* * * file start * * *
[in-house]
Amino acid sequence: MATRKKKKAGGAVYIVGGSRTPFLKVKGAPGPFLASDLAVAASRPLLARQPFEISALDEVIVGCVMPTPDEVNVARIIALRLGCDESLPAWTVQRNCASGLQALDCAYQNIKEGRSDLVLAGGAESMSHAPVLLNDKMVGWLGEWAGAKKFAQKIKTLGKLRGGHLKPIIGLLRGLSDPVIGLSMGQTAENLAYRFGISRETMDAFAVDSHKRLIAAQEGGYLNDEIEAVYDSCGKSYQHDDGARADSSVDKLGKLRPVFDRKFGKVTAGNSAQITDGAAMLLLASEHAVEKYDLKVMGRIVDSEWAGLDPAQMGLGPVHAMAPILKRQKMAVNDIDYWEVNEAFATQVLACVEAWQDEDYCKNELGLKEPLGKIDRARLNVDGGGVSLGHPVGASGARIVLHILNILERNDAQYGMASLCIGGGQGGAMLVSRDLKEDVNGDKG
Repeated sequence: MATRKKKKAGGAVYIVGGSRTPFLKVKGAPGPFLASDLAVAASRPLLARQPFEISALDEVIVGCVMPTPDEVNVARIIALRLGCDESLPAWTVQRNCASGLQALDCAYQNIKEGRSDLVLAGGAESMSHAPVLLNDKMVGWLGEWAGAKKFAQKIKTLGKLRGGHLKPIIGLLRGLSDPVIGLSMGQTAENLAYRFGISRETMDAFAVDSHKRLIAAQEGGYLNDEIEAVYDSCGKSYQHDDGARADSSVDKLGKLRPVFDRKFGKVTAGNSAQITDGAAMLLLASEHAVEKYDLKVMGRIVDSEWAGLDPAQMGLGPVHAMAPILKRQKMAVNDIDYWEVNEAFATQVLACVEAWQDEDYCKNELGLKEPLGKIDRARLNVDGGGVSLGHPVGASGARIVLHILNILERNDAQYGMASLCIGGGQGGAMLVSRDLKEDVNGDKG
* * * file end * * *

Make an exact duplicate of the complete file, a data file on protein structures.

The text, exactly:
[in-house]
Amino acid sequence: MATRKKKKAGGAVYIVGGSRTPFLKVKGAPGPFLASDLAVAASRPLLARQPFEISALDEVIVGCVMPTPDEVNVARIIALRLGCDESLPAWTVQRNCASGLQALDCAYQNIKEGRSDLVLAGGAESMSHAPVLLNDKMVGWLGEWAGAKKFAQKIKTLGKLRGGHLKPIIGLLRGLSDPVIGLSMGQTAENLAYRFGISRETMDAFAVDSHKRLIAAQEGGYLNDEIEAVYDSCGKSYQHDDGARADSSVDKLGKLRPVFDRKFGKVTAGNSAQITDGAAMLLLASEHAVEKYDLKVMGRIVDSEWAGLDPAQMGLGPVHAMAPILKRQKMAVNDIDYWEVNEAFATQVLACVEAWQDEDYCKNELGLKEPLGKIDRARLNVDGGGVSLGHPVGASGARIVLHILNILERNDAQYGMASLCIGGGQGGAMLVSRDLKEDVNGDKG
Repeated sequence: MATRKKKKAGGAVYIVGGSRTPFLKVKGAPGPFLASDLAVAASRPLLARQPFEISALDEVIVGCVMPTPDEVNVARIIALRLGCDESLPAWTVQRNCASGLQALDCAYQNIKEGRSDLVLAGGAESMSHAPVLLNDKMVGWLGEWAGAKKFAQKIKTLGKLRGGHLKPIIGLLRGLSDPVIGLSMGQTAENLAYRFGISRETMDAFAVDSHKRLIAAQEGGYLNDEIEAVYDSCGKSYQHDDGARADSSVDKLGKLRPVFDRKFGKVTAGNSAQITDGAAMLLLASEHAVEKYDLKVMGRIVDSEWAGLDPAQMGLGPVHAMAPILKRQKMAVNDIDYWEVNEAFATQVLACVEAWQDEDYCKNELGLKEPLGKIDRARLNVDGGGVSLGHPVGASGARIVLHILNILERNDAQYGMASLCIGGGQGGAMLVSRDLKEDVNGDKG